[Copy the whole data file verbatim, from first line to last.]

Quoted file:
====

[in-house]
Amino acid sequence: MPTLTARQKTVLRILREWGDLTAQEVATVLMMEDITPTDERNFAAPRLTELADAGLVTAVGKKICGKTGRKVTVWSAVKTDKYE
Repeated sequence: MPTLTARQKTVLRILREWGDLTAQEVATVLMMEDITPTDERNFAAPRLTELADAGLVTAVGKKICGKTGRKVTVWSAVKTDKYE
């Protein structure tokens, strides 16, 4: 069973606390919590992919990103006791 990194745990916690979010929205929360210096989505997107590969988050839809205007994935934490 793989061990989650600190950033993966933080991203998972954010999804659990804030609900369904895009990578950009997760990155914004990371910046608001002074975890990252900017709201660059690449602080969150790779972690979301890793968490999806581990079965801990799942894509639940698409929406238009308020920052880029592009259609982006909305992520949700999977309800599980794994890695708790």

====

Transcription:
[in-house]
Amino acid sequence: MPTLTARQKTVLRILREWGDLTAQEVATVLMMEDITPTDERNFAAPRLTELADAGLVTAVGKKICGKTGRKVTVWSAVKTDKYE
Repeated sequence: MPTLTARQKTVLRILREWGDLTAQEVATVLMMEDITPTDERNFAAPRLTELADAGLVTAVGKKICGKTGRKVTVWSAVKTDKYE
């Protein structure tokens, strides 16, 4: 069973606390919590992919990103006791 990194745990916690979010929205929360210096989505997107590969988050839809205007994935934490 793989061990989650600190950033993966933080991203998972954010999804659990804030609900369904895009990578950009997760990155914004990371910046608001002074975890990252900017709201660059690449602080969150790779972690979301890793968490999806581990079965801990799942894509639940698409929406238009308020920052880029592009259609982006909305992520949700999977309800599980794994890695708790």